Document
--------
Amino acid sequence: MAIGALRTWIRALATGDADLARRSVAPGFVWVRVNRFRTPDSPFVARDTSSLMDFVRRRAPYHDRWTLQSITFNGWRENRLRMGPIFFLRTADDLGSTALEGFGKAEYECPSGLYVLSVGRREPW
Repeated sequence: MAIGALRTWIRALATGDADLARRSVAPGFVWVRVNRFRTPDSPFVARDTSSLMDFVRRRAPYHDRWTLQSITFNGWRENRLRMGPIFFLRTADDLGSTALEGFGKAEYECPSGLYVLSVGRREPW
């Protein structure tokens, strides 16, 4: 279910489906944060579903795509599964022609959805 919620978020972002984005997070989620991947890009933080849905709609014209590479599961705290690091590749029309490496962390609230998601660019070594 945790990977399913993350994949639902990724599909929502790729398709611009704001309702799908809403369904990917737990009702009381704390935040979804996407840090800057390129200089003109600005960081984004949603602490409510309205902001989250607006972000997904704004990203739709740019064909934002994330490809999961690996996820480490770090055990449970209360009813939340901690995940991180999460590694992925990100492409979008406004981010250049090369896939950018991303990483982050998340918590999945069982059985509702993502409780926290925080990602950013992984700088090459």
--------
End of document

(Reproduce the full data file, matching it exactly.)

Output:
Amino acid sequence: MAIGALRTWIRALATGDADLARRSVAPGFVWVRVNRFRTPDSPFVARDTSSLMDFVRRRAPYHDRWTLQSITFNGWRENRLRMGPIFFLRTADDLGSTALEGFGKAEYECPSGLYVLSVGRREPW
Repeated sequence: MAIGALRTWIRALATGDADLARRSVAPGFVWVRVNRFRTPDSPFVARDTSSLMDFVRRRAPYHDRWTLQSITFNGWRENRLRMGPIFFLRTADDLGSTALEGFGKAEYECPSGLYVLSVGRREPW
């Protein structure tokens, strides 16, 4: 279910489906944060579903795509599964022609959805 919620978020972002984005997070989620991947890009933080849905709609014209590479599961705290690091590749029309490496962390609230998601660019070594 945790990977399913993350994949639902990724599909929502790729398709611009704001309702799908809403369904990917737990009702009381704390935040979804996407840090800057390129200089003109600005960081984004949603602490409510309205902001989250607006972000997904704004990203739709740019064909934002994330490809999961690996996820480490770090055990449970209360009813939340901690995940991180999460590694992925990100492409979008406004981010250049090369896939950018991303990483982050998340918590999945069982059985509702993502409780926290925080990602950013992984700088090459």